Training standards for general practice recommend that GPs are able to identify warning signs and risk factors for suicide and respond appropriately.22 Recently, however, there has been a shift away from the use of more traditional categorical-based risk assessment methods that classify patients into ‘low-risk’ or ‘high-risk’ groups, towards holistic, psychosocial-based assessment models.23 24 Traditional approaches that rely on scales and classifications to predict future suicide or the repetition of self-harm have been shown to have seriously limited psychometric properties and clinical usefulness,25–27 and as such, psychosocial approaches to assessing risk have been recommended instead.5 28 These should encompass ‘a direct conversation with a patient about their suicidal thoughts, plans and intent’,29 incorporate essential information about mental state, current and historical risk and protective factors, main stressors, and current supports available to the patient, and focus on individual needs and client narratives.24 However, it is possible that GPs engage in a variety of practices to conceptualise the extent and possibility of suicidal behaviour and/or self-harm, including approaches that are no longer recommended as best practice. Additionally, while there have been some clinical recommendations made for GPs when assessing the risk of suicide in young people in both Australia30 31 and the UK,32 many existing guidelines are not youth specific, nor have they incorporated young people’s perspectives on risk assessment processes in general practice.5 29 33 34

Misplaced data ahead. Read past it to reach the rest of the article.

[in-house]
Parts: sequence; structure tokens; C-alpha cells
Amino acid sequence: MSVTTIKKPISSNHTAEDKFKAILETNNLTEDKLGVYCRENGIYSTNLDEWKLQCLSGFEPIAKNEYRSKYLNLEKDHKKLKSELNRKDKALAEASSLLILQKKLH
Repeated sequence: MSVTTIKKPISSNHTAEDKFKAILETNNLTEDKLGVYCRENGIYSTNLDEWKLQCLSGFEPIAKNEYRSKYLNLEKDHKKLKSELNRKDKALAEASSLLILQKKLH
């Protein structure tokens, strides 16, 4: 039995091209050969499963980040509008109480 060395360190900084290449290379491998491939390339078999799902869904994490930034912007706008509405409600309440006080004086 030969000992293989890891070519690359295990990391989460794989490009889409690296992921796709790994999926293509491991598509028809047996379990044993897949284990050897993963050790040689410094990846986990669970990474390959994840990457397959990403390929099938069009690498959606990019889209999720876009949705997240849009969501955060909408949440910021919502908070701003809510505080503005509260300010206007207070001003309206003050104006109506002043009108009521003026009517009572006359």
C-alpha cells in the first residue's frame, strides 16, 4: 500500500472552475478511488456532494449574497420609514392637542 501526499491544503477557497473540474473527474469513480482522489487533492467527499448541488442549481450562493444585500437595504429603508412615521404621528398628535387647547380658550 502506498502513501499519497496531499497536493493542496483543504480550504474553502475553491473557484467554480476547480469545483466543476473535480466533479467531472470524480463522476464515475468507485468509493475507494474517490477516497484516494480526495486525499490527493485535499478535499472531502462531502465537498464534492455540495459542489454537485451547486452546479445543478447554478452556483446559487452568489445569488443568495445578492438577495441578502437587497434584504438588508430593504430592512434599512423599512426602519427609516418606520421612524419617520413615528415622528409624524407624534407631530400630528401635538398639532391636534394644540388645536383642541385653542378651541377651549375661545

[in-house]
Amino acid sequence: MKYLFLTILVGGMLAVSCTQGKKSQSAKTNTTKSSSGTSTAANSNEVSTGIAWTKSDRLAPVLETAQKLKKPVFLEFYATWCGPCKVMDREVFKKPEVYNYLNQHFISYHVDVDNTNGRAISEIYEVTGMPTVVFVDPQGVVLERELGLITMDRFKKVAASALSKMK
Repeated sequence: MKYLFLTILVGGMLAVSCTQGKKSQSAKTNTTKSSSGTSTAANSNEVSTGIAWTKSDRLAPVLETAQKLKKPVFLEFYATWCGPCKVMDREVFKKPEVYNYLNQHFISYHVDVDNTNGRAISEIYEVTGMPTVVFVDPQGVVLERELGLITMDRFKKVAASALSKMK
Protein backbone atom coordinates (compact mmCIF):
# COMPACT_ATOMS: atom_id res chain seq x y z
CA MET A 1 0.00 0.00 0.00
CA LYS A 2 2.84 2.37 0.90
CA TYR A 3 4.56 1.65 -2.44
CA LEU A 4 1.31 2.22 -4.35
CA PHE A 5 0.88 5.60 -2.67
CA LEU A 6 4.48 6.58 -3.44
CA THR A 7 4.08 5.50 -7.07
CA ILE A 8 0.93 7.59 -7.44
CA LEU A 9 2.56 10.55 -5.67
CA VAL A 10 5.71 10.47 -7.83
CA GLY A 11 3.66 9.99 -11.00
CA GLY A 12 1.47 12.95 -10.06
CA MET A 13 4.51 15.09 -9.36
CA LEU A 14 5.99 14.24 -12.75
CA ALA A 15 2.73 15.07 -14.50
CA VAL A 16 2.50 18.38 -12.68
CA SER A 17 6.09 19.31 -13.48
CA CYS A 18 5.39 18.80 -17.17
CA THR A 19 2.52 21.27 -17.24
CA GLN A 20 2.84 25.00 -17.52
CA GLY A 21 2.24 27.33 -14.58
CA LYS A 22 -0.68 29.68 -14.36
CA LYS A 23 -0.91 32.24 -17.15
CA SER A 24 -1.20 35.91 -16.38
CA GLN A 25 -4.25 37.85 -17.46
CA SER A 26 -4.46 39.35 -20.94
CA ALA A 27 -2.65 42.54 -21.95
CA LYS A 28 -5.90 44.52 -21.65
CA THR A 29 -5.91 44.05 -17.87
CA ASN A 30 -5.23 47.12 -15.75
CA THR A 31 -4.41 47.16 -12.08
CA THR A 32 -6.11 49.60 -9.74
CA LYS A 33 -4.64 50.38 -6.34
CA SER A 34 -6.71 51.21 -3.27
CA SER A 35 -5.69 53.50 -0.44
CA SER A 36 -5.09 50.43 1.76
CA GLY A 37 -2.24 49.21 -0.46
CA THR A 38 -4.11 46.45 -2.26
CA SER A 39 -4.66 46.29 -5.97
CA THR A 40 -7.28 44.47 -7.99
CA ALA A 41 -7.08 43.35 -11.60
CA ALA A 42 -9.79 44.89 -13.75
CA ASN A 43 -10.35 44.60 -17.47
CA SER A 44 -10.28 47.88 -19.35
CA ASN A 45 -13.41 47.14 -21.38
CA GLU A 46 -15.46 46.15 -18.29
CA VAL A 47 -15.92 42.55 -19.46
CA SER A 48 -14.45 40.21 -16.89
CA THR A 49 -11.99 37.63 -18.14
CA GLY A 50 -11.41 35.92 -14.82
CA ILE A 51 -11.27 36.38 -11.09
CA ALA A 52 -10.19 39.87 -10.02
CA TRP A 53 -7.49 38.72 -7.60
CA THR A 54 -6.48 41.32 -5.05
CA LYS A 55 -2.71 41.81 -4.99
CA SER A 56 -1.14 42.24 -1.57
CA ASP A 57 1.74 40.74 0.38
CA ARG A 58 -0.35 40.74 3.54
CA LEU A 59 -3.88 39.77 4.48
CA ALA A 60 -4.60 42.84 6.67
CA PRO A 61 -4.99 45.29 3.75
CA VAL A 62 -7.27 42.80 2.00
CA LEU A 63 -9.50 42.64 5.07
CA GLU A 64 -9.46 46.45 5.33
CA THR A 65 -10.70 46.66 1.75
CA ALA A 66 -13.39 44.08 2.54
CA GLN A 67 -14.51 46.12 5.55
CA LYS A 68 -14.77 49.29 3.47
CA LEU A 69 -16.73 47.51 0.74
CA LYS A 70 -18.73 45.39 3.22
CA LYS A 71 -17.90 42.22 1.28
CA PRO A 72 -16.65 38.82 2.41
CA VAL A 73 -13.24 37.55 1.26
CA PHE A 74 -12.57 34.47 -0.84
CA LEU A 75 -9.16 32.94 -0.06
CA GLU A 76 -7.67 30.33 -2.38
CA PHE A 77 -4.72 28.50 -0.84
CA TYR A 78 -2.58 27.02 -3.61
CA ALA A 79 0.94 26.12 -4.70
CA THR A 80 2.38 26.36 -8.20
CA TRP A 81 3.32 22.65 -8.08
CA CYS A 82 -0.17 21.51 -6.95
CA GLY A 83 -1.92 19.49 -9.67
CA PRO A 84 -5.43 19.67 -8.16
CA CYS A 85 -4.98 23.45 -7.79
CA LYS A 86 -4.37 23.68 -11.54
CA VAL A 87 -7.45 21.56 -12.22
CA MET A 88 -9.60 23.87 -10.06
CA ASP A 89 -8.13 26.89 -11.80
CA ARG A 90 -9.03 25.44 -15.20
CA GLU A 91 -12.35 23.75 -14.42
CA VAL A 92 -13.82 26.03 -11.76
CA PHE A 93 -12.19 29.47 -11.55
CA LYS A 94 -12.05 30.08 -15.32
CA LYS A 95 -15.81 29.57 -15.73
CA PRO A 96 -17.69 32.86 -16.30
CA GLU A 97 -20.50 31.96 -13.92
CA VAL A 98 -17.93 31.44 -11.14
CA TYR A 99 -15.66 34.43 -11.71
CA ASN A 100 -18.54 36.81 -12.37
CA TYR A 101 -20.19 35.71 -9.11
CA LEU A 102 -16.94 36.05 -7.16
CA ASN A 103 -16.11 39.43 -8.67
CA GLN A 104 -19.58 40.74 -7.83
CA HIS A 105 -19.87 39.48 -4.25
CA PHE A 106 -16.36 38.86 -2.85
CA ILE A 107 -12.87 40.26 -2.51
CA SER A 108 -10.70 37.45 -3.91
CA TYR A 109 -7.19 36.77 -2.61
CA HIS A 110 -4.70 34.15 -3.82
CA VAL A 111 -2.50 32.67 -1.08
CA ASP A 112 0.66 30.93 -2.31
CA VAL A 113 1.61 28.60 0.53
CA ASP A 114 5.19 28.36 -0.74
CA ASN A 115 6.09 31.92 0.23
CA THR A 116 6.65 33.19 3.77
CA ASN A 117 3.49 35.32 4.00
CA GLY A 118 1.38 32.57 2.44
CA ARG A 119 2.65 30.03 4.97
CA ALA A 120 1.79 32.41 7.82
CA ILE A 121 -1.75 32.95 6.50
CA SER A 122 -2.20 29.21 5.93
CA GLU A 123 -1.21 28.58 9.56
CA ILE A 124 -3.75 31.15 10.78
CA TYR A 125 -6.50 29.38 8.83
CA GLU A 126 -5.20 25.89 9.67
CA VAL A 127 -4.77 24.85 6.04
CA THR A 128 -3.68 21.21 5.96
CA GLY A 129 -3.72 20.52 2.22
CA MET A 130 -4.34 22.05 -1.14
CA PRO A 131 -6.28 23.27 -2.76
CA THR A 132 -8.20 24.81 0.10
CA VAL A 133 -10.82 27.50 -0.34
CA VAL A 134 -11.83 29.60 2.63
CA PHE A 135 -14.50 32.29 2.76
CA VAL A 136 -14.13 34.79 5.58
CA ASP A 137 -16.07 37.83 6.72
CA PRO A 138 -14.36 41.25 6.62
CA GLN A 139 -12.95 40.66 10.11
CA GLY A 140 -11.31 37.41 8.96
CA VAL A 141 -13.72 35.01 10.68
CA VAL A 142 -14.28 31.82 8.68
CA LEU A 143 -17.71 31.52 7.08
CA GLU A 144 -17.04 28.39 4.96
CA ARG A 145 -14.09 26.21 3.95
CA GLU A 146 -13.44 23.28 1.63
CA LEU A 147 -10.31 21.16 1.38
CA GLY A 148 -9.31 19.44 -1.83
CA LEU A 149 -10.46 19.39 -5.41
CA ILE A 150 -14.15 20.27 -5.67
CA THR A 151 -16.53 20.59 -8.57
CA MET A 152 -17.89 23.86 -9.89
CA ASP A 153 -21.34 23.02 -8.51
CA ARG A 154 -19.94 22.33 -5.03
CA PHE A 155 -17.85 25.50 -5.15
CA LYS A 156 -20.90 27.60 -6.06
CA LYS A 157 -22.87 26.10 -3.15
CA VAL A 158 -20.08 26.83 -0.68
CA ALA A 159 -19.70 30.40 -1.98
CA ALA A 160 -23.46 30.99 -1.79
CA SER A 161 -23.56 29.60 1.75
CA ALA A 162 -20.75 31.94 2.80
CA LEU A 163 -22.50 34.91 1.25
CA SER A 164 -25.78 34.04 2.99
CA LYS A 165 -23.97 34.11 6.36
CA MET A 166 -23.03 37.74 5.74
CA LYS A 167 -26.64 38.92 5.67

The omission of young people’s perspectives is problematic, as young people report various barriers to help-seeking and the disclosure of mental health concerns in the primary care setting.35 These include a lack of awareness that GPs can provide treatment for psychological problems,36–38 concerns regarding confidentiality,37 39 and embarrassment around discussing psychological problems and self-harm.38 40 Young people also report that GPs may have a limited appreciation of youth-specific health concerns and unsatisfactory communication and interpersonal skills.37 41 In addition, suicidality may be disguised as physical complaints,42 and suicidal ideation in and of itself may act as a substantial barrier to disclosure and help-seeking in the primary health setting.43 A lack of acceptable youth-friendly and youth-oriented service models may further impact help-seeking,44 and high turnover can negatively affect the establishment of rapport and ongoing relationships between doctors and their young patients.41 GPs themselves have also previously outlined the difficulties they experience in identifying risk due to a lack of disclosure by young people.45